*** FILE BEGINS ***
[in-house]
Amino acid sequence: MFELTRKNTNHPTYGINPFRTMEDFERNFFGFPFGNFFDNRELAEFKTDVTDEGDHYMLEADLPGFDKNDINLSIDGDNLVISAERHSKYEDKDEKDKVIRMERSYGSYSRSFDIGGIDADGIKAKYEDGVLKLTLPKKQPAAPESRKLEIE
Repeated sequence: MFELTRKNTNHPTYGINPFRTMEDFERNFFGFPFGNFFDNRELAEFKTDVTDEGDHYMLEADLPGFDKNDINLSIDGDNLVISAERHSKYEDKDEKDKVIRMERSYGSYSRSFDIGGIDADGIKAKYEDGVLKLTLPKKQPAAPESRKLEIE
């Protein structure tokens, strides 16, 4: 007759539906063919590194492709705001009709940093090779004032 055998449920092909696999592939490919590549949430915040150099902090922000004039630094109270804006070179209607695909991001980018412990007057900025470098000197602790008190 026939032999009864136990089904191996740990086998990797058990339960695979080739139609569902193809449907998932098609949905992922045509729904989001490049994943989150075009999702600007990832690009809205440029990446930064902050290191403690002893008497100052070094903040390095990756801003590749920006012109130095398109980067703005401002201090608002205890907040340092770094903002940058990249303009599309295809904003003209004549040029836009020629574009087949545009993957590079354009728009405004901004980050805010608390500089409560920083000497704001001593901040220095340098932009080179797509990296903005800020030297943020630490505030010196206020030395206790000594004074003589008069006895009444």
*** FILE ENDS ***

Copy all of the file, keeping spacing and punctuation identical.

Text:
[in-house]
Amino acid sequence: MFELTRKNTNHPTYGINPFRTMEDFERNFFGFPFGNFFDNRELAEFKTDVTDEGDHYMLEADLPGFDKNDINLSIDGDNLVISAERHSKYEDKDEKDKVIRMERSYGSYSRSFDIGGIDADGIKAKYEDGVLKLTLPKKQPAAPESRKLEIE
Repeated sequence: MFELTRKNTNHPTYGINPFRTMEDFERNFFGFPFGNFFDNRELAEFKTDVTDEGDHYMLEADLPGFDKNDINLSIDGDNLVISAERHSKYEDKDEKDKVIRMERSYGSYSRSFDIGGIDADGIKAKYEDGVLKLTLPKKQPAAPESRKLEIE
């Protein structure tokens, strides 16, 4: 007759539906063919590194492709705001009709940093090779004032 055998449920092909696999592939490919590549949430915040150099902090922000004039630094109270804006070179209607695909991001980018412990007057900025470098000197602790008190 026939032999009864136990089904191996740990086998990797058990339960695979080739139609569902193809449907998932098609949905992922045509729904989001490049994943989150075009999702600007990832690009809205440029990446930064902050290191403690002893008497100052070094903040390095990756801003590749920006012109130095398109980067703005401002201090608002205890907040340092770094903002940058990249303009599309295809904003003209004549040029836009020629574009087949545009993957590079354009728009405004901004980050805010608390500089409560920083000497704001001593901040220095340098932009080179797509990296903005800020030297943020630490505030010196206020030395206790000594004074003589008069006895009444």